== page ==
is dead easy with RegexBuddy – if you are starting with them that is. Otherwise the
interface and dropdowns would just get in your way and you could as well type the whole
regex into the correct window. And while these dropdowns
are all cool and dandy, and for the most part self-explanatory, you probably end up not
using them at all once you get the grip of regexes. The interesting part is, however below these
dropdowns – and that is the actual explanation section. Even with the most ridiculous regexes
you can immediately see what that regex and its parts do and possibly update it, if your
boss keeps insisting on that. If you’re ever stuck, there is the Explain Token button which
will automatically open the Windows help in the right section for the highlighted regex
part. You can even compare multiple engines between
each other in this view to see what the differences between them would be for the regex created.
This is immensely useful when creating regular expressions that are to become a public domain,
and thus need to be as language-agnostic as possible. For a better feeling, there is the option
to export these explanations into various file formats as well. As long as the top bar goes, there is the
expected double-dropdown combo of case sensitivity and multiline handling, the possibility of
match, replace or even split the test string into a list, copy and paste commands, options
and help. An interesting feature of RegexBuddy is definitely
the Convert tab. This is very usable exactly in the case of someone posting a regex in
C#, while you need that same exact thingy for a JavaScript parser.
No problems, the Convert tab will do just that for you. To actually test the regex you created, you
will definitely need to use the test tab. This is a multiline area which very nicely
highlights all matches that your regular expression will catch with the option to highlight only
some of them or none at all. Probably more for learning purposes and also
to see how the parser gets the result you see in the test tab, you can open the Debug
tab and study away. This tab is definitely usable during the learning curve, so I would
recommend not to skip it in such case. Finally, if you want to use your regex, the
only thing you need to do is visit the Use tab, where multiple usage options will be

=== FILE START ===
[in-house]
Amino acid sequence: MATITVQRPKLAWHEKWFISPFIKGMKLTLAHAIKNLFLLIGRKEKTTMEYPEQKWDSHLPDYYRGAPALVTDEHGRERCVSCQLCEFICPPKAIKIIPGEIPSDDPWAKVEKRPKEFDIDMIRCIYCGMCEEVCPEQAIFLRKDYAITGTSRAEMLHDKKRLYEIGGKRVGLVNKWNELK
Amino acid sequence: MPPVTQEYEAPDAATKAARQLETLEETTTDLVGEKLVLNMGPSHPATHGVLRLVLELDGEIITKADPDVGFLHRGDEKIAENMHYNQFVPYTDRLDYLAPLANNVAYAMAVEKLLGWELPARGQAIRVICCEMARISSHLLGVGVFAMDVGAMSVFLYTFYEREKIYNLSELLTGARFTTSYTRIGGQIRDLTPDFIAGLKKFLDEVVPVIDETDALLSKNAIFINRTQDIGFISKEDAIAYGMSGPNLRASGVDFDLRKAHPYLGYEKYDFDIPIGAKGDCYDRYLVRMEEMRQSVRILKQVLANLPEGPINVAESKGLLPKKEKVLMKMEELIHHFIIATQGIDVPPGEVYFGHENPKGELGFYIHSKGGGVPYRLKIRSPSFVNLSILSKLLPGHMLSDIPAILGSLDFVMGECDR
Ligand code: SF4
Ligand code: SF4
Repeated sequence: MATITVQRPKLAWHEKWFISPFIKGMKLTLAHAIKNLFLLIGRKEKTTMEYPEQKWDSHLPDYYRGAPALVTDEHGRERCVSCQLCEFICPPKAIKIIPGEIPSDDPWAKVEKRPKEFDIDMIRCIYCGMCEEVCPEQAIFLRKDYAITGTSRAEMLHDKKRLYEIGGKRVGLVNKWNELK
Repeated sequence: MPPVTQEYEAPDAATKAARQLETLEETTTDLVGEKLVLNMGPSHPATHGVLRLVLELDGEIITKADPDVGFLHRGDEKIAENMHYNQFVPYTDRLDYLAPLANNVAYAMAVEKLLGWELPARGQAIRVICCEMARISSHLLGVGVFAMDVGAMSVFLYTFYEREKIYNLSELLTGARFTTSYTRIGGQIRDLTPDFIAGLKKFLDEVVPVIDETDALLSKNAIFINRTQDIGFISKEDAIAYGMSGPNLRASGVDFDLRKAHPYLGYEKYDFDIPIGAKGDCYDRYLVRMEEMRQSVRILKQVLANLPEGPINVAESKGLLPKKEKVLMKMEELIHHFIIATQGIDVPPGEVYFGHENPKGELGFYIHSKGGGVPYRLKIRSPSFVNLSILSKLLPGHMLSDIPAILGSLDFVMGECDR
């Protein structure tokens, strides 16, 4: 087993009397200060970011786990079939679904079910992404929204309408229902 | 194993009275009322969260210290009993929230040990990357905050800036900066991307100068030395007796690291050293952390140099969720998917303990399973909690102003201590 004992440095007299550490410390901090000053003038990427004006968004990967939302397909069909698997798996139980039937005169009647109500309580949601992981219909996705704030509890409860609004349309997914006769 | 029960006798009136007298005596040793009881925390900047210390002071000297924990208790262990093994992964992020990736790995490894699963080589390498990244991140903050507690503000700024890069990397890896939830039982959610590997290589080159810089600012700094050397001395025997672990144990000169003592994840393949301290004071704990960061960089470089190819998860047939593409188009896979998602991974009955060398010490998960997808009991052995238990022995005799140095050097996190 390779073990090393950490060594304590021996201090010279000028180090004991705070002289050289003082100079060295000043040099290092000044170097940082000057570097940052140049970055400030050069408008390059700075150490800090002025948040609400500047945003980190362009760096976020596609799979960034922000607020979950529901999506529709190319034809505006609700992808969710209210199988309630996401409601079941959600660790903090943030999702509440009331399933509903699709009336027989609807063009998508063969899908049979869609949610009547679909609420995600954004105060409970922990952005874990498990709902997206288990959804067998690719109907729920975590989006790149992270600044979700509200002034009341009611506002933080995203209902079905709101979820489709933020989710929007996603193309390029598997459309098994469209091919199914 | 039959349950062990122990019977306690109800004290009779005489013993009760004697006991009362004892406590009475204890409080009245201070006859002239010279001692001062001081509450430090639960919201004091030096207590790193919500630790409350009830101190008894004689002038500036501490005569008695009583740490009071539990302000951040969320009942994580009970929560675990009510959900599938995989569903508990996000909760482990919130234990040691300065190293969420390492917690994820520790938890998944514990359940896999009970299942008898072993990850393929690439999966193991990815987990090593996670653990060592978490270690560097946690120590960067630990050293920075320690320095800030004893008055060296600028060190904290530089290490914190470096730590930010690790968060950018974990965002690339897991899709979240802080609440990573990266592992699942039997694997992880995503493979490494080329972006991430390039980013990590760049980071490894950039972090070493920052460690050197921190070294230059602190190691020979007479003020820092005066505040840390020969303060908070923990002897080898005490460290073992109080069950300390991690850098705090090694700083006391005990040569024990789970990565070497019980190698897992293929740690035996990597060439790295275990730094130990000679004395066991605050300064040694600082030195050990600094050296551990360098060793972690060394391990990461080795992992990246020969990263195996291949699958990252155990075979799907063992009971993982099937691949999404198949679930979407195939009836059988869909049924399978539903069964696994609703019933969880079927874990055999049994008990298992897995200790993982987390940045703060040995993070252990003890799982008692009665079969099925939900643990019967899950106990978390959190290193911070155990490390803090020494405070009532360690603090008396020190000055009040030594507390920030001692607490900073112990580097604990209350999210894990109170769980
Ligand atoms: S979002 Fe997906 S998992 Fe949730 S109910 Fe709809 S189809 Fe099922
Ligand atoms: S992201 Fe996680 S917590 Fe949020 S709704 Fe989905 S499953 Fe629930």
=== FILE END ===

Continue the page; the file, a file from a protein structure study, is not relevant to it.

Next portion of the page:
presented to you, considering the flavour you selected and the search or replace functionality
that is needed. For a good measure, there is also quite a
handy Library which contains the most often used regexes for you to reuse, so you don’t
have to always search for them on the web. You can, of course add your own, making this
tab a really nice snippet repository. Last but not least, there are the GREP and
Forum tabs which I never used before, and thus I won’t share any knowledge about them
here. GREP, as name suggests, is capable of iterating over multitude of files and probably
even replacing the text found by the regular expression
in them. How does this differ to the other featured product from the same author – PowerGREP
– I have no idea and if you need this functionality, you’re better off learning this
on your own here. The Forum tab did not seem to do anything for me, even after trying to
search for something, so that remains another black hole for me there. If you are interested, you can also utilize
the history pane – which can be really quite useful – as well as update millions of options
in the options menu. For me, I could live without these so far, but you might want to
adjust some of them, like tabs and spaces, so copy-pasting
of code will match your or your company’s coding standard – if it doesn’t already do
so. An interesting option is to create a portable
version of RegexBuddy on your portable media, although I’ve not used it, as I didn’t want
my entire hard drive erased in case that’s what this option does. But it’s nice and it’s
there for you. In case you can’t quite afford RegexBuddy
or prefer online solutions, there are at least 2 alternatives that I can point at.
The first one is regexpal.com which is a JavaScript regex parser only that looks and behaves quite
a lot like RegexBuddy, albeit with very limited features.
Next one is RexV.org that has a different user interface, is a little bit slower, as
it does regex parsing on the server side, but also contains more options, some nicer
help and a few more languages. Whatever you shall choose, I hope this video
made your regex journey a tad more enjoyable and I’m looking forward to any comments or
suggestions you may have! Until we see each other again, have a great
day and… adios!

2 Comments

  1. Stan Woods says:

    A very nice free tool with similar basic capabilities is Expresso which can be found at http://www.ultrapico.com/

  2. Layarion says:

    your noise gate on your microphone or something to too strong. makes it hard to understand everything.

Leave a Reply

Your email address will not be published. Required fields are marked *